ThreatTrack CEO Explains Why GFI Spun Off Security Business
- Read Jeff's in-depth interview with ThreatTrack CEO Julian Waits here.
GFI Software earlier this month spun off its security business into a new company called ThreatTrack, whose core assets came from the 2010 acquisition of Sunbelt Software. The move is aimed at creating a separate business targeted at large government agencies and enterprises such as big-box retailers and financial services firms. GFI will continue focusing on its heritage customer base consisting of small and mid-sized companies with fewer than 1,000 users.
Earlier this week, I spent a half-hour chatting with ThreatTrack's CEO Julian Waits, who has spent much of his career in the IT security industry, most recently as general manager of GFI's security business. Waits is a longtime friend of Walter Scott, CEO of GFI, and despite the plethora of companies that offer IT security software and services, the two believe they have a unique set of offerings such as ThreatAnalyzer, based on the company's SandBox technology.
In the interview, Waits emphasized his belief that despite the increased onslaught of attacks from China, Russia, Iran and North Korea, enterprises need to take a more proactive stance in trying to predict where the next threat will originate. "I still believe 80 percent of security problems are risk management problems," Waits said. The company is using Cloudera's Hadoop distribution technology to use big data to more proactively predict future threats, Waits explained.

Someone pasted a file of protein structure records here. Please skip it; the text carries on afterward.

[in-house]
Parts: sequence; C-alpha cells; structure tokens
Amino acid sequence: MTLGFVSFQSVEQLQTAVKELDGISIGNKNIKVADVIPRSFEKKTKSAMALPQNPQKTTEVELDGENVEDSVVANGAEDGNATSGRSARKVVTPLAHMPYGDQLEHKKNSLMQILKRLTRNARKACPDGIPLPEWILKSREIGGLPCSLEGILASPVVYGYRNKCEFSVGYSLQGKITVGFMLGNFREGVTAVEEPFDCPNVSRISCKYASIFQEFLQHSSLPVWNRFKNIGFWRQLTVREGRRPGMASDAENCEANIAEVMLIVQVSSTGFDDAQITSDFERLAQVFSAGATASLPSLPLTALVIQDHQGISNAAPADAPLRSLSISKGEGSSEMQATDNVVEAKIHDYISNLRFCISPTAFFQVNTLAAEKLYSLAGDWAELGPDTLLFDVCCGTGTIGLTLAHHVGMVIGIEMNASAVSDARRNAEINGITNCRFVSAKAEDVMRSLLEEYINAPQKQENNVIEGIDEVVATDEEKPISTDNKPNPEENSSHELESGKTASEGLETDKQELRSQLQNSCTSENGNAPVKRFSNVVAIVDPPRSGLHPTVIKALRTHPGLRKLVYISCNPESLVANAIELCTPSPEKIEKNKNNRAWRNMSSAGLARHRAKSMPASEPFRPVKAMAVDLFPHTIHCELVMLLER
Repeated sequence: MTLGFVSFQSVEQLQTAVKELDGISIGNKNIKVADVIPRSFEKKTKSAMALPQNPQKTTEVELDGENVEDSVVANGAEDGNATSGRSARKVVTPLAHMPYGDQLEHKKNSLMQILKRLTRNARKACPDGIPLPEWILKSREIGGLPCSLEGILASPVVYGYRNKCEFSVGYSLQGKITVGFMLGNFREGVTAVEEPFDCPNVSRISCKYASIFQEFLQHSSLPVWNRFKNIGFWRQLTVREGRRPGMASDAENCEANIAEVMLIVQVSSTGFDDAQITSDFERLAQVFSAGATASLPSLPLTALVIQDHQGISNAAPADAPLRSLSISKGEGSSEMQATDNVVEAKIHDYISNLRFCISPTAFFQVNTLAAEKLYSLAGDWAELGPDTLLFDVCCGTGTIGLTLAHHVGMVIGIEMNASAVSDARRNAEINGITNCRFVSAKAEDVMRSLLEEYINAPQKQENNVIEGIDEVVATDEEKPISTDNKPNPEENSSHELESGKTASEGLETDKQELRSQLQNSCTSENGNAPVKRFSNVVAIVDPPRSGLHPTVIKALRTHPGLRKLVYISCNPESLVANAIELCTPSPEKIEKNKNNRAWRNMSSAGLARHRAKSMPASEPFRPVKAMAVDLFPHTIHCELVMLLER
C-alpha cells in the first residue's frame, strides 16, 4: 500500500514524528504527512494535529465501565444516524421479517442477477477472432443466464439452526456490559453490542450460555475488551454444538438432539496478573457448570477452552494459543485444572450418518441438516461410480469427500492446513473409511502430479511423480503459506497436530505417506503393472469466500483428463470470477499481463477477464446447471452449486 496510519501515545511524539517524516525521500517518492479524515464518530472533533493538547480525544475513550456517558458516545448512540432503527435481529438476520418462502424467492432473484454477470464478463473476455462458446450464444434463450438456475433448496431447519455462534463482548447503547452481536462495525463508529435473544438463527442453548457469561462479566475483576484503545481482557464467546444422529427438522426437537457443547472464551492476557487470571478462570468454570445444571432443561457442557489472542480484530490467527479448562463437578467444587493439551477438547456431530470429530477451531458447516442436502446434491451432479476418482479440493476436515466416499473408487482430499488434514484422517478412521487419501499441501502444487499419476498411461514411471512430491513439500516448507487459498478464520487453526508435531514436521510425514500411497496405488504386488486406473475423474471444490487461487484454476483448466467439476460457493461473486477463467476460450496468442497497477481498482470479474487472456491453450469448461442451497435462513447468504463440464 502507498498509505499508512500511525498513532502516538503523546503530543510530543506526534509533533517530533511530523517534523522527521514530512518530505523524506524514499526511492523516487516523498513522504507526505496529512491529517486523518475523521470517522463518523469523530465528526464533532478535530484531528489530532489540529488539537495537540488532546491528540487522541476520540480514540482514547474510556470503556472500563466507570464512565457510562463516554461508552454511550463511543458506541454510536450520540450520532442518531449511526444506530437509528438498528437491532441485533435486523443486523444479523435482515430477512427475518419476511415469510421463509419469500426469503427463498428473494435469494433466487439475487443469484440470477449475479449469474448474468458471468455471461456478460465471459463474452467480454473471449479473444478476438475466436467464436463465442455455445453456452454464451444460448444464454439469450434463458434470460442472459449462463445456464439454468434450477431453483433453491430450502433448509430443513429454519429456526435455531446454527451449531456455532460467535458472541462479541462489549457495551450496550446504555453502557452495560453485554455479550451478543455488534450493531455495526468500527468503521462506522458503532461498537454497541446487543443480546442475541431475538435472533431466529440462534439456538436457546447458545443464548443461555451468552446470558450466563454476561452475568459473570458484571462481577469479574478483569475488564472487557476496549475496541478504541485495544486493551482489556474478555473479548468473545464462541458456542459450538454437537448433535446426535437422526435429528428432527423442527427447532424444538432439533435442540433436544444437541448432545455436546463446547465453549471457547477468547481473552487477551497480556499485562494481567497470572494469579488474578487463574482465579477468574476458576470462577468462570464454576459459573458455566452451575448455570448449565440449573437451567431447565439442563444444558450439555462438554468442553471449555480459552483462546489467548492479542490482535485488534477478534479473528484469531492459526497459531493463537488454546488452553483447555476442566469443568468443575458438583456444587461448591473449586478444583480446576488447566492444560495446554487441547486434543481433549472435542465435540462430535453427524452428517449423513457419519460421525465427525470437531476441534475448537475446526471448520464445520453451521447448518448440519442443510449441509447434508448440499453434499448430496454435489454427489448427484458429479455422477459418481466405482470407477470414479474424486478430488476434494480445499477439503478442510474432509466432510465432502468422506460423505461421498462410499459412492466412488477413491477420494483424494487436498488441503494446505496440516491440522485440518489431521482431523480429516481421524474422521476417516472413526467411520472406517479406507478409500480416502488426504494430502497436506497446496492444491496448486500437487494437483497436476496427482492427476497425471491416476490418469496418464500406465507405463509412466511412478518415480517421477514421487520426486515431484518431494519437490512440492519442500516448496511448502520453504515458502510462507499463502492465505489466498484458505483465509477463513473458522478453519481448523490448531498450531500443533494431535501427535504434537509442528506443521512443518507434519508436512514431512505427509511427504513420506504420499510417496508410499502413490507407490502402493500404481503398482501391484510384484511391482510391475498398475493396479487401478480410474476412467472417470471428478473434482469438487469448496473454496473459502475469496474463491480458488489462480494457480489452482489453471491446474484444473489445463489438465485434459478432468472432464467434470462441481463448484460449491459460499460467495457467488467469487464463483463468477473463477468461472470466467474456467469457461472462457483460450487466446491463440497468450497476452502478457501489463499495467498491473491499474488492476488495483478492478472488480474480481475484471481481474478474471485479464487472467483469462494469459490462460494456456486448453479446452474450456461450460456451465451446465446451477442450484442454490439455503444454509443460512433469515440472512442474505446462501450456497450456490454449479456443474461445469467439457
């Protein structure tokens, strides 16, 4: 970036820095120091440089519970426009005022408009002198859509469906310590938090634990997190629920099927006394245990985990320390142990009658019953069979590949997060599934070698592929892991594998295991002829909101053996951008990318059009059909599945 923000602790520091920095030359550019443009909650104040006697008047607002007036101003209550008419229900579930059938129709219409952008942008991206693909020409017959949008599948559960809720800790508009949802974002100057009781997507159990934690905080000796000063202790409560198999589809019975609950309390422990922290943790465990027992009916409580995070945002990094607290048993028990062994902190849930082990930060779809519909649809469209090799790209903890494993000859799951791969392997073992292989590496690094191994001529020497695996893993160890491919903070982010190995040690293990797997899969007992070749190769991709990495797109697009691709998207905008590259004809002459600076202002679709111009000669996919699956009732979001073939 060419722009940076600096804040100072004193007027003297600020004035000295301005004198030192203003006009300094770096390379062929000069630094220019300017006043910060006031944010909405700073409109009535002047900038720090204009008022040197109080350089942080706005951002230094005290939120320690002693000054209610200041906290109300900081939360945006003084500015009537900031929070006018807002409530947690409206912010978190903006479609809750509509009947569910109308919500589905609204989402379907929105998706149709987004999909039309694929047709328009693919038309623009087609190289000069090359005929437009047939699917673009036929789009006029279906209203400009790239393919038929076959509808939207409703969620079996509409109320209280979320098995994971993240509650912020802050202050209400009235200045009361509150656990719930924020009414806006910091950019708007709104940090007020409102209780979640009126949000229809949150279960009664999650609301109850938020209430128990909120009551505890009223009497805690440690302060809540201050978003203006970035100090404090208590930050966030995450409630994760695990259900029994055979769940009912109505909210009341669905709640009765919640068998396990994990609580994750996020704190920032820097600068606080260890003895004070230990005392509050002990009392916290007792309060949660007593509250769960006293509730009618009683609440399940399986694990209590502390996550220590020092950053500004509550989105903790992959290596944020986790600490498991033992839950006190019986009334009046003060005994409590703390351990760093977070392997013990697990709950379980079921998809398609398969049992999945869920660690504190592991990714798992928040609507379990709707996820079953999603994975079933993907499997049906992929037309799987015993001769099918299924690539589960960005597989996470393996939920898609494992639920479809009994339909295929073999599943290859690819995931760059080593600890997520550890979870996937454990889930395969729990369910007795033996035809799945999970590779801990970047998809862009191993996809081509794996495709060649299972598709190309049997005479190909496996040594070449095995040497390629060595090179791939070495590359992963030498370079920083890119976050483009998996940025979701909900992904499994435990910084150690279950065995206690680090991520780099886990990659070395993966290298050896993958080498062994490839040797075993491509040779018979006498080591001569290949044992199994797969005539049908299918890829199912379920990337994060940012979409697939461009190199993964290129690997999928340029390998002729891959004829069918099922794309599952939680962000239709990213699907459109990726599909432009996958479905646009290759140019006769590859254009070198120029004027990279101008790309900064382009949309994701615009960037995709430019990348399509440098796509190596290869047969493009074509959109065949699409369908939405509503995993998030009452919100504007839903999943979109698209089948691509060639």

An encouraging development was President Obama's executive order announced last month for the government and private sector to share more information to protect the nation's critical infrastructure. The executive order promises to boost the amount of data that can be collected and analyzed, Waits said.
"The more of that data we can collect, the more fancy analytics stuff we can use to do our job a lot faster," he said. "There's no way we'll be able to anticipate an APT before it's created. God knows they're becoming more and more sophisticated. All we can do is become more sophisticated about how rapidly we can respond to it, and it's going to take a community to do that."
Waits said ThreatTrack has about 300 employees at its Clearwater, Fla. headquarters and is looking for a site in Washington, D.C. where it will staff 50 additional people. The company is also considering a presence in the San Francisco Bay area, Waits said. In addition, Waits indicated he'll be shopping for companies to acquire, especially those that can help ThreatTrack apply predictive analytics to the big data it collects.
Posted by Jeffrey Schwartz on 03/27/2013 at 1:15 PM